Tuesday, June 14, 2011

Negri-Nepote Dickcissel

Trying to pack in a few breeding season sites in good weather before I wander off to the Pacific NW I went to Six Mile Run (Grasshopper Sparrow etc) and Negri-Nepote Grasslands. I've been to Negri-Nepote before but not very often - it's just far enough away to represent a higher effort barrier. However this Franklin Twp-managed site is better than Griggstown and probably should become my spring-summer alternative to that.

For example: I heard (and probably saw) a Grasshopper Sparrow within the first 200 yards from the parking lot at Negri-Nepote. I wasn't there for very long since this was a short visit sandwiched between Six Mile Run and work. Predictable birds were: Indigo Bunting, House Wren, Field Sparrow, Common Yellowthroat. On the pond was a male Mallard, Killdeer, Great Egret and a swarm of feeding swallows (Tree, Barn). The bird I mainly came to see was a singing male Dickcissel, given a relatively monotonous and uninspired song even compared to other Dickcissels, but it did make it pretty easy to find.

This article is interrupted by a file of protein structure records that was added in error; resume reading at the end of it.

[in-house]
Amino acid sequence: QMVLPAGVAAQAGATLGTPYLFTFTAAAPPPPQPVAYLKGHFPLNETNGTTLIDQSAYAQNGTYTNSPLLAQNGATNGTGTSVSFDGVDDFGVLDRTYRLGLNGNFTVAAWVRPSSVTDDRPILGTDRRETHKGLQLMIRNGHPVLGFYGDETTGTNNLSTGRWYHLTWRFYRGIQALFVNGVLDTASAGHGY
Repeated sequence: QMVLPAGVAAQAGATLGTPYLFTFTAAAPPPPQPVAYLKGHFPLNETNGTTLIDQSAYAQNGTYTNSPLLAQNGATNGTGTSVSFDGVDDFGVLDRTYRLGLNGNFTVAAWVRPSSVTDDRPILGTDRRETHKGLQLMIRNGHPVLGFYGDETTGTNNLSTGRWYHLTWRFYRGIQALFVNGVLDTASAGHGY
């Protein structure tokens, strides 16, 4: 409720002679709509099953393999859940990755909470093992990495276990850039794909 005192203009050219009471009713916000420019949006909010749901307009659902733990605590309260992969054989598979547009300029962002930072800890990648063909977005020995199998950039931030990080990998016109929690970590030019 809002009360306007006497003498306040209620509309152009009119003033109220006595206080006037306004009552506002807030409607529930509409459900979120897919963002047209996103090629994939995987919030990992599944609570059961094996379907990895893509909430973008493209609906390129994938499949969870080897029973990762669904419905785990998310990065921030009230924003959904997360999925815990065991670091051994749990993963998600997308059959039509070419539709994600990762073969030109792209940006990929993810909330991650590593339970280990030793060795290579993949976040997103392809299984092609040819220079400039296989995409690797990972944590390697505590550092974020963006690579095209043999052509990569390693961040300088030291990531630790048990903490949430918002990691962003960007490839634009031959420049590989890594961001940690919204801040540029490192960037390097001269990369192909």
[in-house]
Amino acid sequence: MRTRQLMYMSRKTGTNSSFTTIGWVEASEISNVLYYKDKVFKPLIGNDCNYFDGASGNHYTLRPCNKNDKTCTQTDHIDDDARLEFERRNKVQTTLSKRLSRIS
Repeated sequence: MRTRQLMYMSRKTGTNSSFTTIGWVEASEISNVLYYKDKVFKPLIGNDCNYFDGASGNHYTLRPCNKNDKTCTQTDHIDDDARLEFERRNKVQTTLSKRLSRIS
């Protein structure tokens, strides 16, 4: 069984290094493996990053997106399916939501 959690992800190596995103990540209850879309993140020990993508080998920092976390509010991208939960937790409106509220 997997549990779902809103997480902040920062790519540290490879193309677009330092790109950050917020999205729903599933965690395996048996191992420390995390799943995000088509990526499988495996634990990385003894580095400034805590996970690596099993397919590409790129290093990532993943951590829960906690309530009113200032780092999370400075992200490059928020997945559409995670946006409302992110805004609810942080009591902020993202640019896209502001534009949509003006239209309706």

Dickcissel's breeding range once covered the Atlantic coast but breeding in this area has become a rare to very rare event. They breed here and there in Delaware, but breeding in NJ is extremely irregular. Normally I see this species as a misdirected fall migrant (Jones Beach) or more rarely as a spring wanderer (Central Park) but this is the first Dickcissel I've seen in NJ. Unlike the movement of Cassin's Sparrow's east in response to the major drought of the interior west, there's no obvious climatic reason for Dickcissel turning up in NJ. I saw some in very late May in coastal TX at Anahuac NWR, in March in FL, and for me this is a banner year for them since previously I've seen them very infrequently.

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